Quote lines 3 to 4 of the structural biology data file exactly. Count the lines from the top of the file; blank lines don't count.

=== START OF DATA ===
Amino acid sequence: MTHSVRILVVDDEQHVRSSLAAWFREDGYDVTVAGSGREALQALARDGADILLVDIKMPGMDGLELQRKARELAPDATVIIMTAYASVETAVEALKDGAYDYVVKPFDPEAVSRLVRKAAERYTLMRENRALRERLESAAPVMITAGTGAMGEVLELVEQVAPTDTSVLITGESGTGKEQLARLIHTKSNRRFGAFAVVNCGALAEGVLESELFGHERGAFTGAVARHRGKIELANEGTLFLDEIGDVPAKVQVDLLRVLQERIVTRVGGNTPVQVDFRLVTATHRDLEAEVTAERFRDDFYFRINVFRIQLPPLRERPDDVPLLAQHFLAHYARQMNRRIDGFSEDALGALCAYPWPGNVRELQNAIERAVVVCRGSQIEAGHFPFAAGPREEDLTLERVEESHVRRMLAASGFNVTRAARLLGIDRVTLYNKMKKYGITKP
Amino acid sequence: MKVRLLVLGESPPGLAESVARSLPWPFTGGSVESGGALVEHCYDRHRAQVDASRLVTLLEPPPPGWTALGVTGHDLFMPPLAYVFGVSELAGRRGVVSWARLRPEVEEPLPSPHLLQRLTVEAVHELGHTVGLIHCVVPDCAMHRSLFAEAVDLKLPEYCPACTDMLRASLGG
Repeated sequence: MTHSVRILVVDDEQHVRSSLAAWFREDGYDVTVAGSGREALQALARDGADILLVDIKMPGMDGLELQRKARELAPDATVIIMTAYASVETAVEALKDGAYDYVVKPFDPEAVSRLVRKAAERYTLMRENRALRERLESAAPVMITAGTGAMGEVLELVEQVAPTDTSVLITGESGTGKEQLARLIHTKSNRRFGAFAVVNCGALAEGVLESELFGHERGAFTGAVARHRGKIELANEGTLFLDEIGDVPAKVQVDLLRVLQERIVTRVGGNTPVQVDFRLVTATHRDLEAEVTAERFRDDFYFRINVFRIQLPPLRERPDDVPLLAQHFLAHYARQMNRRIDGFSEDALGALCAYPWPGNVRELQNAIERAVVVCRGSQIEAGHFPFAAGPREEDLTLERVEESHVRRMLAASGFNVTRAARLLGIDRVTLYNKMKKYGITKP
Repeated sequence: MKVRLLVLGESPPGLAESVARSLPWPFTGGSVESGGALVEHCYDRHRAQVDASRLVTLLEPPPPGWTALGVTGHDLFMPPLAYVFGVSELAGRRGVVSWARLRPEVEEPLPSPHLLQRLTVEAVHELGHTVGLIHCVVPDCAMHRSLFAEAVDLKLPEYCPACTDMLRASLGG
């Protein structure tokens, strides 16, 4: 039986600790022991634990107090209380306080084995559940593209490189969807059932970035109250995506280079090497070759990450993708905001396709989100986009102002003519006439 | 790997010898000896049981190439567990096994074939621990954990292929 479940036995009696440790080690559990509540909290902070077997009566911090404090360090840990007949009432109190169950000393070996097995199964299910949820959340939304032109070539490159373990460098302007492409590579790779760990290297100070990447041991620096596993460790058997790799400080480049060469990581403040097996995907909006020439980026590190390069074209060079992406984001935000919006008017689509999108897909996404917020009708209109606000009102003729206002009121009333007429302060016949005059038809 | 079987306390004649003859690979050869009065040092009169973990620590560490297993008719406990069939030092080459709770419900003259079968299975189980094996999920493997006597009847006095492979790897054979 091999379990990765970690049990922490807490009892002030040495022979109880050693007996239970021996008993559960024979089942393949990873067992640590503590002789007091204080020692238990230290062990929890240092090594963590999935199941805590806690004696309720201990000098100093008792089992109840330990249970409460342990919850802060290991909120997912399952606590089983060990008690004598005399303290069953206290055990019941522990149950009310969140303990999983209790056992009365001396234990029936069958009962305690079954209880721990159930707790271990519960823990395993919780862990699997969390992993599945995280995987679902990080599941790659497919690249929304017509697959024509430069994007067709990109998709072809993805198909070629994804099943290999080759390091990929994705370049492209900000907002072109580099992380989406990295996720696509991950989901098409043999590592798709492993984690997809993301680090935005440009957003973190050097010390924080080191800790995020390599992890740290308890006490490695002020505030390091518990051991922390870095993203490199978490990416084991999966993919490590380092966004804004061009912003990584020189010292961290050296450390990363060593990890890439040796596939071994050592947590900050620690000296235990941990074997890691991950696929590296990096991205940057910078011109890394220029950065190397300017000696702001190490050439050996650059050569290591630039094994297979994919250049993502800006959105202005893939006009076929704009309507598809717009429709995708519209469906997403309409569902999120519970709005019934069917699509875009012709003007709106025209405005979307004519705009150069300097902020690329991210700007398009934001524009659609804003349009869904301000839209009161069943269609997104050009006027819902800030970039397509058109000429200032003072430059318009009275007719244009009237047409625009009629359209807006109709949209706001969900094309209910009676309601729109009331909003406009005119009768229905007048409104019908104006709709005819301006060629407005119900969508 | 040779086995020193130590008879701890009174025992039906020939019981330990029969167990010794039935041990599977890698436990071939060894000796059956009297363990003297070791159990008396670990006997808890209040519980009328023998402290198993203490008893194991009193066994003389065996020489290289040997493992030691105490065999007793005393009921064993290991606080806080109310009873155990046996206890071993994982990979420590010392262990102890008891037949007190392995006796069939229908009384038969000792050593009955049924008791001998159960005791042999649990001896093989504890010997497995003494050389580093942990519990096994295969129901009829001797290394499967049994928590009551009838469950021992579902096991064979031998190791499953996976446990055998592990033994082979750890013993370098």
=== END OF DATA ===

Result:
Repeated sequence: MTHSVRILVVDDEQHVRSSLAAWFREDGYDVTVAGSGREALQALARDGADILLVDIKMPGMDGLELQRKARELAPDATVIIMTAYASVETAVEALKDGAYDYVVKPFDPEAVSRLVRKAAERYTLMRENRALRERLESAAPVMITAGTGAMGEVLELVEQVAPTDTSVLITGESGTGKEQLARLIHTKSNRRFGAFAVVNCGALAEGVLESELFGHERGAFTGAVARHRGKIELANEGTLFLDEIGDVPAKVQVDLLRVLQERIVTRVGGNTPVQVDFRLVTATHRDLEAEVTAERFRDDFYFRINVFRIQLPPLRERPDDVPLLAQHFLAHYARQMNRRIDGFSEDALGALCAYPWPGNVRELQNAIERAVVVCRGSQIEAGHFPFAAGPREEDLTLERVEESHVRRMLAASGFNVTRAARLLGIDRVTLYNKMKKYGITKP
Repeated sequence: MKVRLLVLGESPPGLAESVARSLPWPFTGGSVESGGALVEHCYDRHRAQVDASRLVTLLEPPPPGWTALGVTGHDLFMPPLAYVFGVSELAGRRGVVSWARLRPEVEEPLPSPHLLQRLTVEAVHELGHTVGLIHCVVPDCAMHRSLFAEAVDLKLPEYCPACTDMLRASLGG